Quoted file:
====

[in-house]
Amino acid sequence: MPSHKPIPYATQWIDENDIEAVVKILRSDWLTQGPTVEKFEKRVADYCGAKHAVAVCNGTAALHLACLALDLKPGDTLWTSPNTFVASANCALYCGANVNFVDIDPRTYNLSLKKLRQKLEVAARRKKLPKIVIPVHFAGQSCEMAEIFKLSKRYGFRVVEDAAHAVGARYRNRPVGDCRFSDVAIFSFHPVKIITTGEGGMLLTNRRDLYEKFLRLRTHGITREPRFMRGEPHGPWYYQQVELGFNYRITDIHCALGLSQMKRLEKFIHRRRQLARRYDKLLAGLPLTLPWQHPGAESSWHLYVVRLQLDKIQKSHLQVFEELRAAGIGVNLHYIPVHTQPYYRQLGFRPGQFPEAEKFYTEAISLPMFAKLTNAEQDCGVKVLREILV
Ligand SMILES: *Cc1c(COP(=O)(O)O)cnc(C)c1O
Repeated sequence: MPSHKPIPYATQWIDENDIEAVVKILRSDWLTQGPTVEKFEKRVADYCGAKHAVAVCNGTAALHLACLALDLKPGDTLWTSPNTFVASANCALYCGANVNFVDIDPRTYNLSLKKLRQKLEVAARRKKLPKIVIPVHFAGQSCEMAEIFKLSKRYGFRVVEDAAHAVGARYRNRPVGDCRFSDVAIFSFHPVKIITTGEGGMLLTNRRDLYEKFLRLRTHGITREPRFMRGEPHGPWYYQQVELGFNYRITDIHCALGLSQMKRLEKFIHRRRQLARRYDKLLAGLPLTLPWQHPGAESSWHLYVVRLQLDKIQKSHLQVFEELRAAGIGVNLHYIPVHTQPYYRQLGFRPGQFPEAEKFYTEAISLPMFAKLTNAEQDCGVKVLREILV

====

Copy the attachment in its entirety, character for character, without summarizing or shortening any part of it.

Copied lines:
[in-house]
Amino acid sequence: MPSHKPIPYATQWIDENDIEAVVKILRSDWLTQGPTVEKFEKRVADYCGAKHAVAVCNGTAALHLACLALDLKPGDTLWTSPNTFVASANCALYCGANVNFVDIDPRTYNLSLKKLRQKLEVAARRKKLPKIVIPVHFAGQSCEMAEIFKLSKRYGFRVVEDAAHAVGARYRNRPVGDCRFSDVAIFSFHPVKIITTGEGGMLLTNRRDLYEKFLRLRTHGITREPRFMRGEPHGPWYYQQVELGFNYRITDIHCALGLSQMKRLEKFIHRRRQLARRYDKLLAGLPLTLPWQHPGAESSWHLYVVRLQLDKIQKSHLQVFEELRAAGIGVNLHYIPVHTQPYYRQLGFRPGQFPEAEKFYTEAISLPMFAKLTNAEQDCGVKVLREILV
Ligand SMILES: *Cc1c(COP(=O)(O)O)cnc(C)c1O
Repeated sequence: MPSHKPIPYATQWIDENDIEAVVKILRSDWLTQGPTVEKFEKRVADYCGAKHAVAVCNGTAALHLACLALDLKPGDTLWTSPNTFVASANCALYCGANVNFVDIDPRTYNLSLKKLRQKLEVAARRKKLPKIVIPVHFAGQSCEMAEIFKLSKRYGFRVVEDAAHAVGARYRNRPVGDCRFSDVAIFSFHPVKIITTGEGGMLLTNRRDLYEKFLRLRTHGITREPRFMRGEPHGPWYYQQVELGFNYRITDIHCALGLSQMKRLEKFIHRRRQLARRYDKLLAGLPLTLPWQHPGAESSWHLYVVRLQLDKIQKSHLQVFEELRAAGIGVNLHYIPVHTQPYYRQLGFRPGQFPEAEKFYTEAISLPMFAKLTNAEQDCGVKVLREILV